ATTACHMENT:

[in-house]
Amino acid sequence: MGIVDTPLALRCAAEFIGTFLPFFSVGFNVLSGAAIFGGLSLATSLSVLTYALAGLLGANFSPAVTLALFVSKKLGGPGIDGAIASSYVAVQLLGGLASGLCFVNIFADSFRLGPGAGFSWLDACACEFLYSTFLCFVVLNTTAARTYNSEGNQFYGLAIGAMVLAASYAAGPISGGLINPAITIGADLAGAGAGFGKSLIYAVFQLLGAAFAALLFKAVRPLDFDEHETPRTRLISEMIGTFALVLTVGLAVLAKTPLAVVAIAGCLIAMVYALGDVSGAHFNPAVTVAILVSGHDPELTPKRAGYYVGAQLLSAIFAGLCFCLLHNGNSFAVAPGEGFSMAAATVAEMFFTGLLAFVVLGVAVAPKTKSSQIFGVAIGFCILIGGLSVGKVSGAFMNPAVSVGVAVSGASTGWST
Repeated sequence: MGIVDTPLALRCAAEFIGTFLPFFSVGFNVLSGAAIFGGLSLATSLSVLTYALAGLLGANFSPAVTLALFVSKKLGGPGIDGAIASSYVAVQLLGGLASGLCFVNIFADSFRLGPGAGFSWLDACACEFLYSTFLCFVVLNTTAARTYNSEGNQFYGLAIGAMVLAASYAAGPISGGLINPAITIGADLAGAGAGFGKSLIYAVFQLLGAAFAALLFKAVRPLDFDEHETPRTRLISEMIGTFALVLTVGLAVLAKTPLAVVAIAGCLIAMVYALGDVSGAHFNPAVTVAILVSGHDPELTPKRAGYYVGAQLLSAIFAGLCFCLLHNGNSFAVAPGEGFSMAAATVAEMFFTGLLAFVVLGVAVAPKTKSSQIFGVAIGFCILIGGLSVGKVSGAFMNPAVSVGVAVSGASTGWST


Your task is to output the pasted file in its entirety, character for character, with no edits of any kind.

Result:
[in-house]
Amino acid sequence: MGIVDTPLALRCAAEFIGTFLPFFSVGFNVLSGAAIFGGLSLATSLSVLTYALAGLLGANFSPAVTLALFVSKKLGGPGIDGAIASSYVAVQLLGGLASGLCFVNIFADSFRLGPGAGFSWLDACACEFLYSTFLCFVVLNTTAARTYNSEGNQFYGLAIGAMVLAASYAAGPISGGLINPAITIGADLAGAGAGFGKSLIYAVFQLLGAAFAALLFKAVRPLDFDEHETPRTRLISEMIGTFALVLTVGLAVLAKTPLAVVAIAGCLIAMVYALGDVSGAHFNPAVTVAILVSGHDPELTPKRAGYYVGAQLLSAIFAGLCFCLLHNGNSFAVAPGEGFSMAAATVAEMFFTGLLAFVVLGVAVAPKTKSSQIFGVAIGFCILIGGLSVGKVSGAFMNPAVSVGVAVSGASTGWST
Repeated sequence: MGIVDTPLALRCAAEFIGTFLPFFSVGFNVLSGAAIFGGLSLATSLSVLTYALAGLLGANFSPAVTLALFVSKKLGGPGIDGAIASSYVAVQLLGGLASGLCFVNIFADSFRLGPGAGFSWLDACACEFLYSTFLCFVVLNTTAARTYNSEGNQFYGLAIGAMVLAASYAAGPISGGLINPAITIGADLAGAGAGFGKSLIYAVFQLLGAAFAALLFKAVRPLDFDEHETPRTRLISEMIGTFALVLTVGLAVLAKTPLAVVAIAGCLIAMVYALGDVSGAHFNPAVTVAILVSGHDPELTPKRAGYYVGAQLLSAIFAGLCFCLLHNGNSFAVAPGEGFSMAAATVAEMFFTGLLAFVVLGVAVAPKTKSSQIFGVAIGFCILIGGLSVGKVSGAFMNPAVSVGVAVSGASTGWST